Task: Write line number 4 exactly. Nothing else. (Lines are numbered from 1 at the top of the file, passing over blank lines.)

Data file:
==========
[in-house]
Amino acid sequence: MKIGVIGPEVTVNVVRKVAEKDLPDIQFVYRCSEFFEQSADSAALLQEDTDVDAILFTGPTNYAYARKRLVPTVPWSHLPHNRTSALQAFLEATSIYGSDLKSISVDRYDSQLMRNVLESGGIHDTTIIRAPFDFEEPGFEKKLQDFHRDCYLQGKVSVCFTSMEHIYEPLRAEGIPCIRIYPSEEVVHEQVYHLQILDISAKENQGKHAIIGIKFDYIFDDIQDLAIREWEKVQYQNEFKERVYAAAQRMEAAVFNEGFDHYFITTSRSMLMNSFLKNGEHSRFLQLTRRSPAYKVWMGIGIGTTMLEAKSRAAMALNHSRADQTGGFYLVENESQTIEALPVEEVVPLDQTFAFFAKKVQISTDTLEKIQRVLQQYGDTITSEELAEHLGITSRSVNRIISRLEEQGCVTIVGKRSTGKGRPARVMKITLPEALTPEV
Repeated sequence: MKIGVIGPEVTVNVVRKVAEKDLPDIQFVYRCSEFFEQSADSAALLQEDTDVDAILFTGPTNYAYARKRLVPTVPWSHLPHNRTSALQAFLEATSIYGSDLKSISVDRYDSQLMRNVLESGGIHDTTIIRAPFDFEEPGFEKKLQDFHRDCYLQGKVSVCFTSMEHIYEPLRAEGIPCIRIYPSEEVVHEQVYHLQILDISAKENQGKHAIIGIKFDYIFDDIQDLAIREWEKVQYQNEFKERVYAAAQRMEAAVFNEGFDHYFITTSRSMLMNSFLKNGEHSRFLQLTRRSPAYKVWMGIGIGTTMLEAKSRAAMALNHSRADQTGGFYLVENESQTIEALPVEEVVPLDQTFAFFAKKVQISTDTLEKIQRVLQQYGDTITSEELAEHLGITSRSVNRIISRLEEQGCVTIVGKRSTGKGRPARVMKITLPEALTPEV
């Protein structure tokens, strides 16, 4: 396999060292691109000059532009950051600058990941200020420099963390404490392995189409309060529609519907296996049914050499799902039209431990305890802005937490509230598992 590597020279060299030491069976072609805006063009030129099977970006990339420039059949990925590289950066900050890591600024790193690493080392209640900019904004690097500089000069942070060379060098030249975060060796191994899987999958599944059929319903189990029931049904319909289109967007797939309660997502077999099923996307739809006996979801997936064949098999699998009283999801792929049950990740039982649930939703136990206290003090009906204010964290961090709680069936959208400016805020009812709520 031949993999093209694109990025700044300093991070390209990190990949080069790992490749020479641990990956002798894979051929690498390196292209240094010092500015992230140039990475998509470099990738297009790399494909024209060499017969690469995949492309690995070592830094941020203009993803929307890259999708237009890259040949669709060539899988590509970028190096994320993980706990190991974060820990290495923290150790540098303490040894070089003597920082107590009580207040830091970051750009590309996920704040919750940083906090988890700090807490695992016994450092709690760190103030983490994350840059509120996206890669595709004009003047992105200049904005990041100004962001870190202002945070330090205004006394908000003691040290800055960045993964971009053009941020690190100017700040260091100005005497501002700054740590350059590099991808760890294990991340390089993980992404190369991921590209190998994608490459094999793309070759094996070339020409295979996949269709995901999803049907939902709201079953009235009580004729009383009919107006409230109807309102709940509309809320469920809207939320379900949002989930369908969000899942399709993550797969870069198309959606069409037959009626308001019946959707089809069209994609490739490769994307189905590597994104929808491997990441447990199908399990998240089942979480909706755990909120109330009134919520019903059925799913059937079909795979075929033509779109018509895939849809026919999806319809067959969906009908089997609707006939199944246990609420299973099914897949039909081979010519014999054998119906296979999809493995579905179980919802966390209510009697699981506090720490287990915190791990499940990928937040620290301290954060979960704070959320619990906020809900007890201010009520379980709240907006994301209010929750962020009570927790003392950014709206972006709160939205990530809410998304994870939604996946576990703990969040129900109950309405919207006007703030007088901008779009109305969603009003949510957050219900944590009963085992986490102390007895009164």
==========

């Protein structure tokens, strides 16, 4: 396999060292691109000059532009950051600058990941200020420099963390404490392995189409309060529609519907296996049914050499799902039209431990305890802005937490509230598992 590597020279060299030491069976072609805006063009030129099977970006990339420039059949990925590289950066900050890591600024790193690493080392209640900019904004690097500089000069942070060379060098030249975060060796191994899987999958599944059929319903189990029931049904319909289109967007797939309660997502077999099923996307739809006996979801997936064949098999699998009283999801792929049950990740039982649930939703136990206290003090009906204010964290961090709680069936959208400016805020009812709520 031949993999093209694109990025700044300093991070390209990190990949080069790992490749020479641990990956002798894979051929690498390196292209240094010092500015992230140039990475998509470099990738297009790399494909024209060499017969690469995949492309690995070592830094941020203009993803929307890259999708237009890259040949669709060539899988590509970028190096994320993980706990190991974060820990290495923290150790540098303490040894070089003597920082107590009580207040830091970051750009590309996920704040919750940083906090988890700090807490695992016994450092709690760190103030983490994350840059509120996206890669595709004009003047992105200049904005990041100004962001870190202002945070330090205004006394908000003691040290800055960045993964971009053009941020690190100017700040260091100005005497501002700054740590350059590099991808760890294990991340390089993980992404190369991921590209190998994608490459094999793309070759094996070339020409295979996949269709995901999803049907939902709201079953009235009580004729009383009919107006409230109807309102709940509309809320469920809207939320379900949002989930369908969000899942399709993550797969870069198309959606069409037959009626308001019946959707089809069209994609490739490769994307189905590597994104929808491997990441447990199908399990998240089942979480909706755990909120109330009134919520019903059925799913059937079909795979075929033509779109018509895939849809026919999806319809067959969906009908089997609707006939199944246990609420299973099914897949039909081979010519014999054998119906296979999809493995579905179980919802966390209510009697699981506090720490287990915190791990499940990928937040620290301290954060979960704070959320619990906020809900007890201010009520379980709240907006994301209010929750962020009570927790003392950014709206972006709160939205990530809410998304994870939604996946576990703990969040129900109950309405919207006007703030007088901008779009109305969603009003949510957050219900944590009963085992986490102390007895009164």